MEMPHIS, Tenn. — When Memphians gather this weekend in Health Sciences Park for this year’s Juneteenth observance, the commemoration will have special meaning in more ways than one. It will be the first time that this community’s primary Juneteenth celebration, which marks the official end of slavery, will be held in the park once named for Nathan Bedford Forrest – this city’s most infamous slave trader.
But the remains of Forrest and his wife – which were buried in the park in 1905 – won’t be there. They were exhumed recently and will be reburied on the grounds of a Confederate museum in Columbia, Tennessee.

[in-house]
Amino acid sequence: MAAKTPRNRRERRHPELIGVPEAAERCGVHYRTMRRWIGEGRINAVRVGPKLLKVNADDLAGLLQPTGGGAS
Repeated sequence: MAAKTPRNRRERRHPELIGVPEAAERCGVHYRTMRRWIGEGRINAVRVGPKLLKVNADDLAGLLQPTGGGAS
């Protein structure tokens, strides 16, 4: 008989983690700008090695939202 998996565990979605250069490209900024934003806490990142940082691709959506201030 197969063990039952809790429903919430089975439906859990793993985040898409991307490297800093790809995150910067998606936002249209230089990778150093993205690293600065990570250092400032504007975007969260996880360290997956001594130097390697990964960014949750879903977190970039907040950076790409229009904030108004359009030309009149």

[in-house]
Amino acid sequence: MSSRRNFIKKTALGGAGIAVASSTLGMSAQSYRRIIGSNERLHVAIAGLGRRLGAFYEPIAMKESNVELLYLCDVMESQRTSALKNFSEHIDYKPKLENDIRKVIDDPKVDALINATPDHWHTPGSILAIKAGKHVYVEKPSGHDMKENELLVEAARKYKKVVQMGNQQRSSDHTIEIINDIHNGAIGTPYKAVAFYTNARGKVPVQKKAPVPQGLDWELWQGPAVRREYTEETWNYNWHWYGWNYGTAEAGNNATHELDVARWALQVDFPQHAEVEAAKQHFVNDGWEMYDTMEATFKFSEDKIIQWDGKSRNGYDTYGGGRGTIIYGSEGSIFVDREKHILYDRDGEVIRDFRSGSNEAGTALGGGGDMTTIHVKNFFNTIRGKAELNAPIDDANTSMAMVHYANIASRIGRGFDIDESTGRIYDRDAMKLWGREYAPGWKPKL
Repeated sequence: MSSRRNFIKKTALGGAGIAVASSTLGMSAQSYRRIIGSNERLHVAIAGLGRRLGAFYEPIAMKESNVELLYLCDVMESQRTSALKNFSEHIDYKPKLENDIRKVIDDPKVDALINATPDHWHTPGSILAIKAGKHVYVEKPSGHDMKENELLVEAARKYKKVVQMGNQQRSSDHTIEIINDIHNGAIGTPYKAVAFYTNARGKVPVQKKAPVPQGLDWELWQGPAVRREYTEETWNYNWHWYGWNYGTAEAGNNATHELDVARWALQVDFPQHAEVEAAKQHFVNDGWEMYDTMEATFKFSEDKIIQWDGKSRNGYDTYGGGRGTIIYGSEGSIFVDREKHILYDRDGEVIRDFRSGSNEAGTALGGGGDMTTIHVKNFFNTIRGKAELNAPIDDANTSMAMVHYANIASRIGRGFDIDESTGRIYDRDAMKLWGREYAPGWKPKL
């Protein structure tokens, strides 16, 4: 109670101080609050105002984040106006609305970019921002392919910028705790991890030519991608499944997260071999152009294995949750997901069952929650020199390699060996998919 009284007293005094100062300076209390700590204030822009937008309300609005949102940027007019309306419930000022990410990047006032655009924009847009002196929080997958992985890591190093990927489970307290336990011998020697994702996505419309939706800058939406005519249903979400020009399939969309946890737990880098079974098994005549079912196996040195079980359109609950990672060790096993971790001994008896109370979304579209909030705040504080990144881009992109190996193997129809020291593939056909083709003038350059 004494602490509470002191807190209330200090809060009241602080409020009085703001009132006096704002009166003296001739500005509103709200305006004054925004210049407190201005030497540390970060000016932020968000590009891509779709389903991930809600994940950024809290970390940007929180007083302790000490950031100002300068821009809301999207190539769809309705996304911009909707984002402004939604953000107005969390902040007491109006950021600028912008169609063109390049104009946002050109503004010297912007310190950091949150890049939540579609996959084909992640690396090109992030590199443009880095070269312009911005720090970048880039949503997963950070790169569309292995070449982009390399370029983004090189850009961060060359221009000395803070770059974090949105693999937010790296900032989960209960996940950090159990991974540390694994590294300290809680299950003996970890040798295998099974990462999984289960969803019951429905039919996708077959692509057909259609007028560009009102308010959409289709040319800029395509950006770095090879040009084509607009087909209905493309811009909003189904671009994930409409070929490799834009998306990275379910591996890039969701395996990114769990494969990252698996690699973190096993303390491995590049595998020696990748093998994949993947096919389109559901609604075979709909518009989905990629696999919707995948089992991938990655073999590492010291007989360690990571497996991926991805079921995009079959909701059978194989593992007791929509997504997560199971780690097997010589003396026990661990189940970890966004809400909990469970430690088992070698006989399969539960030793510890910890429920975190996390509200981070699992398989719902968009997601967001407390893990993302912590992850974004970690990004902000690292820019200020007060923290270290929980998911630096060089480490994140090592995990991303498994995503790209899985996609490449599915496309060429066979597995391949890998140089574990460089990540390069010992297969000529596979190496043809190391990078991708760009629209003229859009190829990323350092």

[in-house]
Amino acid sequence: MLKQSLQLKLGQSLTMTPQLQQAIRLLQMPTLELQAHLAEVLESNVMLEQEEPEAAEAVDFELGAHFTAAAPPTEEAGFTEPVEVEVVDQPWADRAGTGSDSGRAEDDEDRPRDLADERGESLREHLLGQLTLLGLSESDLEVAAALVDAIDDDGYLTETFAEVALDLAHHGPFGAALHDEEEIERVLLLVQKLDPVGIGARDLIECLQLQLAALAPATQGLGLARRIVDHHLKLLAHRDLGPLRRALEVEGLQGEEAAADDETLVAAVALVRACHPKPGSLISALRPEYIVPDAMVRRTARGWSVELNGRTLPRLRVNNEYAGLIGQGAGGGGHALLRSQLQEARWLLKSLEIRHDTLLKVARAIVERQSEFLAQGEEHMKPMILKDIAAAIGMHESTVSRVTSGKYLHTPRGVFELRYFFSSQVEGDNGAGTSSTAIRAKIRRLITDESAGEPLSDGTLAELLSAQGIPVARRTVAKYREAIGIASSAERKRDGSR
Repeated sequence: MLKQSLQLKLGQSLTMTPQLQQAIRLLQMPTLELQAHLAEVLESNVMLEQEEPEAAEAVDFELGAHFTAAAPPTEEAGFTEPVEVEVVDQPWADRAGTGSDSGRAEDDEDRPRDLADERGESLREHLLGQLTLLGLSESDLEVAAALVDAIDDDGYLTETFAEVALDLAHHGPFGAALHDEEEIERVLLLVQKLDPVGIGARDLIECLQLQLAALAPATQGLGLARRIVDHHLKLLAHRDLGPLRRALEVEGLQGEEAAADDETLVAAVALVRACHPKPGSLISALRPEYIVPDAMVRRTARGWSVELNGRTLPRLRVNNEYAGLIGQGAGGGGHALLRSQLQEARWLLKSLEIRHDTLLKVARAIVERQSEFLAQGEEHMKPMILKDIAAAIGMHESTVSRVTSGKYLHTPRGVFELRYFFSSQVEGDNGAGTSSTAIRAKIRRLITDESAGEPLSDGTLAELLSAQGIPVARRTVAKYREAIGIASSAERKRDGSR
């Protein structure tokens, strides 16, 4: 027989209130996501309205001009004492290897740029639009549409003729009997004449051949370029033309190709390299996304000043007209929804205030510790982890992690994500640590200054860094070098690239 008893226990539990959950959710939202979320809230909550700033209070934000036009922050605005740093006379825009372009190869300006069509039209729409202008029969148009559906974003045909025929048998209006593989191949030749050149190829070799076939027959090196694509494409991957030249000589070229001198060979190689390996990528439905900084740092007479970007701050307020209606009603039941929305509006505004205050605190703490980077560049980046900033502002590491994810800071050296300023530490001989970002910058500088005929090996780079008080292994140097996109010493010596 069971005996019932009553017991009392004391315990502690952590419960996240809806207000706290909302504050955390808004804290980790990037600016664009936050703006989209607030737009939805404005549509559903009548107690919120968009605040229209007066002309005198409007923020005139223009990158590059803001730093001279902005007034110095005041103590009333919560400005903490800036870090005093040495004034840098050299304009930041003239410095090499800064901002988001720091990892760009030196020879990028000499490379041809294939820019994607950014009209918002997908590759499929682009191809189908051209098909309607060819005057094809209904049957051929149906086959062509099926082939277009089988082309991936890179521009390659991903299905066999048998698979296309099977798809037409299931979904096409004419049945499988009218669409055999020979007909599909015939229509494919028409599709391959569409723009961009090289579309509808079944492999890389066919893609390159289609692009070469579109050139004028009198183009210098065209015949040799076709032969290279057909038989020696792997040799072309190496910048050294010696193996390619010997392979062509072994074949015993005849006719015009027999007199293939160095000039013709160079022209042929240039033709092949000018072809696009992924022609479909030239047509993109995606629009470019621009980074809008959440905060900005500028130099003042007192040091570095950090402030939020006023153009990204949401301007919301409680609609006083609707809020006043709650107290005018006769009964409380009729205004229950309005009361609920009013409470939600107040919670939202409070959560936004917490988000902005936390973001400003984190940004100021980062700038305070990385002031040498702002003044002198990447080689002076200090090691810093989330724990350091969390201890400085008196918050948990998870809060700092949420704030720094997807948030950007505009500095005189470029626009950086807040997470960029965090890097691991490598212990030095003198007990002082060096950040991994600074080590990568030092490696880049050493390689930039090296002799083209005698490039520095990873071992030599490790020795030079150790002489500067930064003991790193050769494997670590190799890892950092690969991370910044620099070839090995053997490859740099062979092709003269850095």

The Juneteenth participants will also be celebrating what is now an official federal holiday. That bill passed by unanimous consent Tuesday in the U.S. Senate. And Wednesday, it passed in the House by a vote of 415 to 14. Tennessee Congressman Scott DesJarlais was among the 14 Republicans – all of them white men, I should add – who voted against making Juneteenth a holiday.
But instead of focusing on 14 naysayers, the emphasis is now on a much broader observance of a critical point in American history - when an entire race of people could finally realize their independence from outright oppression and bondage.
So I say bravo to Congress – for putting aside political differences to formally recognize the end of the most shameful period in our history. Now let the observances begin. And that’s my point of view.